large crowd with man climbing infrastructure (l) adrians kickback tiktok invitation (c) young men dancing on top of a police car (r)

@rromarioxx/TikTok @liamtheimpaler/TikTok

How did Adrian’s Kickback get so out of control? TikTok’s FYP helped

TikTok advertised a teen's birthday party to millions of users.

 

Audra Schroeder

Internet Culture

Published May 25, 2021   Updated Jun 1, 2021, 12:52 pm CDT

Were you at Adrian’s Kickback? At this point, anyone on TikTok could have been.

It’s not often TikTok is dominated by one event, but that happened last week, when buzz about a May 22 birthday party in Huntington Beach titled “Adrian’s Kickback” turned into massive street party that required police presence.

The Adrian’s Kickback hashtag now has more than 300 million views on TikTok, and under the tag are numerous videos from the event, including people running away from fireworks and an alleged appearance from Lil Uzi Vert.

People posted videos claiming they’d traveled hours by car to get to Adrian’s Kickback, or flew in for it.

https://www.tiktok.com/@erujabidi/video/6964802446606601477?sender_device=pc&sender_web_id=6900943631025178117&is_from_webapp=v1&is_copy_url=0

Jokes about what Adrian’s Kickback would look like became a meme on Twitter, and some people referenced the 2012 film Project X, in which three high school friends throw a birthday party that slowly gets out of control, though big TikTokers threw those kinds of parties during the pandemic.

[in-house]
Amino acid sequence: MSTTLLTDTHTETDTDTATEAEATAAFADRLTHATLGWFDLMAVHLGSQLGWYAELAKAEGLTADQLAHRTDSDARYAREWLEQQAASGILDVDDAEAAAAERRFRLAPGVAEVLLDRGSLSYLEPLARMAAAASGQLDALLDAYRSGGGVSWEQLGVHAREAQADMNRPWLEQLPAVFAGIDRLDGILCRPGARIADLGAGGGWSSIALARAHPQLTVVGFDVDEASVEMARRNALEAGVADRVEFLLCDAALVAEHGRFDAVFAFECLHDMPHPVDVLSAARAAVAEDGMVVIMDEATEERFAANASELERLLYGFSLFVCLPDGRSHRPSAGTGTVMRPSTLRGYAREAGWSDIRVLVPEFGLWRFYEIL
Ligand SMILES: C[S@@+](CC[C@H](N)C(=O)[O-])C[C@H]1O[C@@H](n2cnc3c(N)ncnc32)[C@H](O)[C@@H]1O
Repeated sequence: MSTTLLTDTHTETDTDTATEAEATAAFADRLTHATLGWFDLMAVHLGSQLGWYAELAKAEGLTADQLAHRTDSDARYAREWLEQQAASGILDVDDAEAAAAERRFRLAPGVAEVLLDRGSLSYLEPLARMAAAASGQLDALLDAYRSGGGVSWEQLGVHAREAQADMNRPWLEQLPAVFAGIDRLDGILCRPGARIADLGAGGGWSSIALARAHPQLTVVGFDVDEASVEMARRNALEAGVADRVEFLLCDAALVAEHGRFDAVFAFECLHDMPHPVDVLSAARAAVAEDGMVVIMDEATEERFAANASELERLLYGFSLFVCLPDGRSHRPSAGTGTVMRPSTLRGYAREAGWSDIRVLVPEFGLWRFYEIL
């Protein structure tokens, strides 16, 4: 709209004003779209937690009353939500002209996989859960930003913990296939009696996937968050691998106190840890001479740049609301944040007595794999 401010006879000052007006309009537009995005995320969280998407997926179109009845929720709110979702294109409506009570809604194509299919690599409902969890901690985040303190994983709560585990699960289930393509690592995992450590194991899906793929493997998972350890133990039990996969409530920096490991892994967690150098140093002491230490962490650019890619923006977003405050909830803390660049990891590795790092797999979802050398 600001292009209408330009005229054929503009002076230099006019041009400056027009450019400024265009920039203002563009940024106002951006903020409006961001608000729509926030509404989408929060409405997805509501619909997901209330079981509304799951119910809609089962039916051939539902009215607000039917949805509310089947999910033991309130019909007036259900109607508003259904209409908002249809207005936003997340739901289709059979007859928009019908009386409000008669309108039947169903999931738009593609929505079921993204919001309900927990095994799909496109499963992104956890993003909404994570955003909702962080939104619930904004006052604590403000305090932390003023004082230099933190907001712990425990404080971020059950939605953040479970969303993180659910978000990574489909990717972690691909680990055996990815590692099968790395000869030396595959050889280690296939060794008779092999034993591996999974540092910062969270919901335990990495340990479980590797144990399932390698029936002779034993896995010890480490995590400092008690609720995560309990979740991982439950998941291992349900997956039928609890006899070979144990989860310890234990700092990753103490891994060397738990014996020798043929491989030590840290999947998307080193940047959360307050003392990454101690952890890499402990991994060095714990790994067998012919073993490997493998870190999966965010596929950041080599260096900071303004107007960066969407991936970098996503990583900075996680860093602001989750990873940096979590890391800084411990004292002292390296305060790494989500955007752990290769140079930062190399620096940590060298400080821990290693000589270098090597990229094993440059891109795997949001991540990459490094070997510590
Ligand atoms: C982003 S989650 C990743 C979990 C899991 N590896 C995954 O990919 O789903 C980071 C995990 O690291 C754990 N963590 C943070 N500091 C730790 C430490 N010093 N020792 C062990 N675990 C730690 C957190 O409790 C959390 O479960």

People also referenced Rubí’s Quinceañera, a 2016 event that was attended by thousands after the Facebook invite was accidentally set to public.

The New York Times‘ Taylor Lorenz interviewed 17-year-old organizer Adrian Lopez, whose TikTok account is now private. He said friend Yahir Fernandez originally posted about the party on Snapchat early last week, then promoted it on TikTok, where it initially got little engagement.

https://www.tiktok.com/@ssstepbro/video/6964648672118230278?sender_device=pc&sender_web_id=6900943631025178117&is_from_webapp=v1&is_copy_url=0

But videos about it started showing up on TikTok’s influential For You page, then it was amplified by bigger TikTokers like Noah Beck, even though the party was only supposed to be for Lopez’s high school. “Who’s Adrian?” became “Who’s going?”

Multiple videos from Saturday night show massive crowds clogging the streets in Huntington Beach and people climbing on cars and lifeguard stands. One TikToker claimed police fired paintballs at the crowd. There were also reportedly partygoers there on Friday night, confused about the date.

Lopez told the New York Times he “got scared” about the number of people coming in for the event, so he moved the party to an undisclosed space in Los Angeles and sold tickets. That party was quickly shut down. Those not in the loop or without tickets showed up in Huntington Beach.

https://www.tiktok.com/@thesyncup/video/6965355558870224133?sender_device=pc&sender_web_id=6900943631025178117&is_from_webapp=v1&is_copy_url=0

According to BuzzFeed, Huntington Beach police instituted an emergency curfew that night and arrested 121 adults and 28 minors.

This TikTok from noahyangcomedy sort of sums up the absurdity of the situation, but also highlights how the For You page algorithmically built the hype for Adrian’s Kickback over the course of a few days. There were reports that TikTok removed some videos that documented the kickback. We’ve reached out for comment.

Lopez issued a statement via a recently acquired manager, saying he didn’t “start or encourage any illegal activities,” and that he made no money from the event. He told the Times his parents didn’t know about the party yet, but they likely do now.


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*First Published: May 25, 2021, 12:40 pm CDT